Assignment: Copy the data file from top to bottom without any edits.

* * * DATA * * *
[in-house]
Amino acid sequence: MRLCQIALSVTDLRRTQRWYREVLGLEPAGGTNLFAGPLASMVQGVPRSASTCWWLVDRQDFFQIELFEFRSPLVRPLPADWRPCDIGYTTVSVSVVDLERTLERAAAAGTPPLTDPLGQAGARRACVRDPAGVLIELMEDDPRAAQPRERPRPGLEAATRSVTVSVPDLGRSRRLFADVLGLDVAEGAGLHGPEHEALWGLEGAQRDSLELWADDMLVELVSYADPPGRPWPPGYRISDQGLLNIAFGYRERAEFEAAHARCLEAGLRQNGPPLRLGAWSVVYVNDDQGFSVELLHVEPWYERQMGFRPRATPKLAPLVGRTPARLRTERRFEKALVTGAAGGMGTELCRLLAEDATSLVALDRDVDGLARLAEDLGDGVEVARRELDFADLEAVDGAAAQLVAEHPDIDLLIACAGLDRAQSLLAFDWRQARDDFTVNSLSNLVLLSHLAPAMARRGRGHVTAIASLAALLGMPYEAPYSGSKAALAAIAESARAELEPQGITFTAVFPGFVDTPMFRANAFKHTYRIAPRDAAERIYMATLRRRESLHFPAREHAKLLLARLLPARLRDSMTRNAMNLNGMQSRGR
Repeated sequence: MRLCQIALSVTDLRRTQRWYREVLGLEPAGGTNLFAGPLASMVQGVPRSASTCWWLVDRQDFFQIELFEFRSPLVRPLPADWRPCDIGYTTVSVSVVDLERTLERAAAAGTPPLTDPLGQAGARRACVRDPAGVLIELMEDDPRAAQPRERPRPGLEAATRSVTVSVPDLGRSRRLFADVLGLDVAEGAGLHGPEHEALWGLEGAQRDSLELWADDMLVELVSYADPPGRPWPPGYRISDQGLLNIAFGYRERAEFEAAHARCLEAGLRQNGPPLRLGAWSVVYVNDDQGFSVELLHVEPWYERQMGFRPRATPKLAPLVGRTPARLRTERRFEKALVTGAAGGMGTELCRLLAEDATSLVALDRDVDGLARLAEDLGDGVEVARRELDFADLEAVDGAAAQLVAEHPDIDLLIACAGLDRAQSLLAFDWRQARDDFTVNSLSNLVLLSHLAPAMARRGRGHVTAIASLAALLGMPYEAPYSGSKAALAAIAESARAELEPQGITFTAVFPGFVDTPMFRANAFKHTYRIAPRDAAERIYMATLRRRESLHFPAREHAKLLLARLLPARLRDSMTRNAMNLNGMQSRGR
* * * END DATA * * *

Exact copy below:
[in-house]
Amino acid sequence: MRLCQIALSVTDLRRTQRWYREVLGLEPAGGTNLFAGPLASMVQGVPRSASTCWWLVDRQDFFQIELFEFRSPLVRPLPADWRPCDIGYTTVSVSVVDLERTLERAAAAGTPPLTDPLGQAGARRACVRDPAGVLIELMEDDPRAAQPRERPRPGLEAATRSVTVSVPDLGRSRRLFADVLGLDVAEGAGLHGPEHEALWGLEGAQRDSLELWADDMLVELVSYADPPGRPWPPGYRISDQGLLNIAFGYRERAEFEAAHARCLEAGLRQNGPPLRLGAWSVVYVNDDQGFSVELLHVEPWYERQMGFRPRATPKLAPLVGRTPARLRTERRFEKALVTGAAGGMGTELCRLLAEDATSLVALDRDVDGLARLAEDLGDGVEVARRELDFADLEAVDGAAAQLVAEHPDIDLLIACAGLDRAQSLLAFDWRQARDDFTVNSLSNLVLLSHLAPAMARRGRGHVTAIASLAALLGMPYEAPYSGSKAALAAIAESARAELEPQGITFTAVFPGFVDTPMFRANAFKHTYRIAPRDAAERIYMATLRRRESLHFPAREHAKLLLARLLPARLRDSMTRNAMNLNGMQSRGR
Repeated sequence: MRLCQIALSVTDLRRTQRWYREVLGLEPAGGTNLFAGPLASMVQGVPRSASTCWWLVDRQDFFQIELFEFRSPLVRPLPADWRPCDIGYTTVSVSVVDLERTLERAAAAGTPPLTDPLGQAGARRACVRDPAGVLIELMEDDPRAAQPRERPRPGLEAATRSVTVSVPDLGRSRRLFADVLGLDVAEGAGLHGPEHEALWGLEGAQRDSLELWADDMLVELVSYADPPGRPWPPGYRISDQGLLNIAFGYRERAEFEAAHARCLEAGLRQNGPPLRLGAWSVVYVNDDQGFSVELLHVEPWYERQMGFRPRATPKLAPLVGRTPARLRTERRFEKALVTGAAGGMGTELCRLLAEDATSLVALDRDVDGLARLAEDLGDGVEVARRELDFADLEAVDGAAAQLVAEHPDIDLLIACAGLDRAQSLLAFDWRQARDDFTVNSLSNLVLLSHLAPAMARRGRGHVTAIASLAALLGMPYEAPYSGSKAALAAIAESARAELEPQGITFTAVFPGFVDTPMFRANAFKHTYRIAPRDAAERIYMATLRRRESLHFPAREHAKLLLARLLPARLRDSMTRNAMNLNGMQSRGR